Grand Jury Clause
A grand jury is a group of citizens who are summoned to criminal court by the sheriff to consider accusations and complaints leveled against persons who are suspected of engaging in criminal conduct. Grand juries do not determine guilt or innocence. Instead, they determine whether PROBABLE CAUSE exists to believe that the accused has committed a crime, and they return an indictment (i.e., a formal charge against the accused) if they do find probable cause. In common law, a grand jury consisted of not fewer than 12, and not more than 23, men. Today, grand juries impaneled before a federal district court must consist of not fewer than 16, and not more than 23, men and women.
Potential jurors are usually drawn from lists of qualified residents. Persons who are below the age of majority, who have been convicted of certain crimes, who or are biased toward the accused are ineligible to serve as grand jurors.
The grand jury originated in England during the reign of HENRY II (1154–89). In 1166, a statute called the Assize of Clarendon was enacted. The assize provided that no person could be prosecuted unless four men from each township and 12 men from each hundred appeared before the county court to accuse the individual of a specific crime. This compulsory process, called a presenting jury, foreshadowed the grand jury as an accusatory body that identified individuals for prosecution but made no finding as to guilt or innocence.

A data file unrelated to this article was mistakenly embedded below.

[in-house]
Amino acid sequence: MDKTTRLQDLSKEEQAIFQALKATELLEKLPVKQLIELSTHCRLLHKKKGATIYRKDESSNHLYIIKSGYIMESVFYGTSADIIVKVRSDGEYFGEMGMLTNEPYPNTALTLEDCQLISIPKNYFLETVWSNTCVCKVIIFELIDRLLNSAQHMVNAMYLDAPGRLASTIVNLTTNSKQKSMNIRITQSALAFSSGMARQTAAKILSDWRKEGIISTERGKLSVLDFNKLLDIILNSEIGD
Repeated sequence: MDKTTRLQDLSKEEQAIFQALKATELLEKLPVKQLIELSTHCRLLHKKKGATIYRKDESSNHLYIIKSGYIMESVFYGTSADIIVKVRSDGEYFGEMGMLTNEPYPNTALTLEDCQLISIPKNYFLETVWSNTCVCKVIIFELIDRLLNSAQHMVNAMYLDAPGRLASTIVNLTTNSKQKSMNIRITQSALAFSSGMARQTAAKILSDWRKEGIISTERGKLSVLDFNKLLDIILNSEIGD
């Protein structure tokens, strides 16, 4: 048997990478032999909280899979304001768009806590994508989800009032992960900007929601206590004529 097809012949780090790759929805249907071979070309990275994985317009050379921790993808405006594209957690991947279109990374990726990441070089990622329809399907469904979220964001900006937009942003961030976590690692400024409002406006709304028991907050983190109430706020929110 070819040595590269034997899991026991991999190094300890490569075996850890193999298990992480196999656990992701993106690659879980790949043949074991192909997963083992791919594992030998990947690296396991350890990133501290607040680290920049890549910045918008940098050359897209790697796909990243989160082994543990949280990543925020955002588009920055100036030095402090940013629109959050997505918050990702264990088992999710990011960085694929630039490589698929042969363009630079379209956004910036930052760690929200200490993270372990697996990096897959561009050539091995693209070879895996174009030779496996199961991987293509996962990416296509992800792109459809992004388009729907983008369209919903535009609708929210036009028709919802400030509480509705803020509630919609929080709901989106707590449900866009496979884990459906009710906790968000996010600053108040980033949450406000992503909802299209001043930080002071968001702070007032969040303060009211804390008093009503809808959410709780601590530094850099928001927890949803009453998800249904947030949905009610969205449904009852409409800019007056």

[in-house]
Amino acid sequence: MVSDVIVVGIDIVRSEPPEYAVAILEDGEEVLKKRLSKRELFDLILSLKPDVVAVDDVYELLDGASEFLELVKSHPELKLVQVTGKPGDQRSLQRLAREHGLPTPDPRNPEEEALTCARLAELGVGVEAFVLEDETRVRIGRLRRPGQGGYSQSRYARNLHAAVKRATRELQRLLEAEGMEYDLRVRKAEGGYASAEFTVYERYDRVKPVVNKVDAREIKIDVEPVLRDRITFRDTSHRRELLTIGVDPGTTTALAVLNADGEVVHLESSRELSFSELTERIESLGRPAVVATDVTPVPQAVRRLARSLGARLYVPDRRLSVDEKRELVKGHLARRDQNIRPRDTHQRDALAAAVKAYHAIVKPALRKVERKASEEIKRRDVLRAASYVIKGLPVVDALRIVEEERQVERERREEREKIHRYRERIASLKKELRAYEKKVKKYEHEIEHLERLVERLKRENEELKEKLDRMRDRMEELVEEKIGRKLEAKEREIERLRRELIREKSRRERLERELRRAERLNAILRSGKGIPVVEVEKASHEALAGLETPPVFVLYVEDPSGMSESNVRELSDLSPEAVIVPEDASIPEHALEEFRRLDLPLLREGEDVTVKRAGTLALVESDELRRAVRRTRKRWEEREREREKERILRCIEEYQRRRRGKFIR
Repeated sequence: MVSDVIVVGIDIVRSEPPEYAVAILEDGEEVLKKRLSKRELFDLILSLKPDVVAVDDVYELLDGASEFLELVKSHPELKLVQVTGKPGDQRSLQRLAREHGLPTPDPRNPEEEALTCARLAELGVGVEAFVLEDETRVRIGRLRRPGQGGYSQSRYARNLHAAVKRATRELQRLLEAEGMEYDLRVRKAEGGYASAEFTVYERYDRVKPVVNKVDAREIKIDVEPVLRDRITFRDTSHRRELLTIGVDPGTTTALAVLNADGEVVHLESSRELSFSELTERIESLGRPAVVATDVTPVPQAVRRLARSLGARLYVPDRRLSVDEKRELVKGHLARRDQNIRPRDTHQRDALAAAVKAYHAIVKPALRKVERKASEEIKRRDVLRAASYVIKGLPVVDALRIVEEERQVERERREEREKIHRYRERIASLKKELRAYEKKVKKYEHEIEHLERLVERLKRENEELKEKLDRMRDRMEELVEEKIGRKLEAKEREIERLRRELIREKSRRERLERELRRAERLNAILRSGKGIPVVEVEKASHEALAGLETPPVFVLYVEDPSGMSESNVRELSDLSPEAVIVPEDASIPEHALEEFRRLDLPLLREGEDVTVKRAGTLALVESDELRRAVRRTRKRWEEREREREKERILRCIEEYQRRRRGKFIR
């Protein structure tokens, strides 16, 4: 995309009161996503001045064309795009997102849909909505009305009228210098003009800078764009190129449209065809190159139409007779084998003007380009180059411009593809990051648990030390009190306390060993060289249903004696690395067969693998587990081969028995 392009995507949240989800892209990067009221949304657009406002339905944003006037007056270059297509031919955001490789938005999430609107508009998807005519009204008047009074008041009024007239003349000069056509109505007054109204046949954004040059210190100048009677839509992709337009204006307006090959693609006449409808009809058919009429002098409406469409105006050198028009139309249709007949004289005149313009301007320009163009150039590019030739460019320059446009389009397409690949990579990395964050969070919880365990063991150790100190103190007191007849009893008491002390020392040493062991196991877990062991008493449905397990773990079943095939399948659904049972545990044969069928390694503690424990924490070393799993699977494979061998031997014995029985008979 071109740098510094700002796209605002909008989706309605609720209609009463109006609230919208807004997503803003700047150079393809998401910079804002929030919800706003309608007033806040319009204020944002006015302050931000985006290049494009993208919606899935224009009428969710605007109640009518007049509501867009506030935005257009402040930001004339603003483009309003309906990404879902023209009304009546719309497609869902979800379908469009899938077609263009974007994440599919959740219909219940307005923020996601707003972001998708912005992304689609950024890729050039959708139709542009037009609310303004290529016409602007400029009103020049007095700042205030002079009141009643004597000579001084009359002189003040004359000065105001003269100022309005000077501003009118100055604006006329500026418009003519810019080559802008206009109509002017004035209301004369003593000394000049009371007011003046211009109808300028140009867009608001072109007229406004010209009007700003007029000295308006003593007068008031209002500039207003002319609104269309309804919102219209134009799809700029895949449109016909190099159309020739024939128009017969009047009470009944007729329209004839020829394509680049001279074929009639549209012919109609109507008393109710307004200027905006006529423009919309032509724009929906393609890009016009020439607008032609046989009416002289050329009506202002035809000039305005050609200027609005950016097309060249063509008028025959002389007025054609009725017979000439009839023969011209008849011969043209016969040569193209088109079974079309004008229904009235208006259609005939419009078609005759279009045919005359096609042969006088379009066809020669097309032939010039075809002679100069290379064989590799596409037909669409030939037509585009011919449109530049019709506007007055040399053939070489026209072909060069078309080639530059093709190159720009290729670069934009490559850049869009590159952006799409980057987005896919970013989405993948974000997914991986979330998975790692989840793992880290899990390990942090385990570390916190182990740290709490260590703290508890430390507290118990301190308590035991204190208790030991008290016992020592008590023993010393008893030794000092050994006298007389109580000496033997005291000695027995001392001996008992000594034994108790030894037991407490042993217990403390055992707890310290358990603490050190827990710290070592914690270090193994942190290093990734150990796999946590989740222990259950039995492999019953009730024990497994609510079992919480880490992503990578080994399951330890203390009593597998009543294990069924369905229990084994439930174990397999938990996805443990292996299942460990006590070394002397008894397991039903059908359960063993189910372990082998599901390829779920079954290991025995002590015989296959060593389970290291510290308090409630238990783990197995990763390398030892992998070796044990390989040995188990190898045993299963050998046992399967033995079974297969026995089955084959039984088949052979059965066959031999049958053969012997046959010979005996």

As the grand jury system developed in England and colonial America, it protected innocent persons who faced unfounded charges initiated by political, religious, and personal adversaries. The impartiality of grand juries is essential. This is a significant reason why the proceedings are convened in secrecy; otherwise, public scrutiny and similar prejudicial influences could affect their decision-making process. Although grand juries must be impartial, accused persons have no constitutional right to present evidence on their behalf or to cross-examine witnesses, and HEARSAY evidence may be introduced against them.
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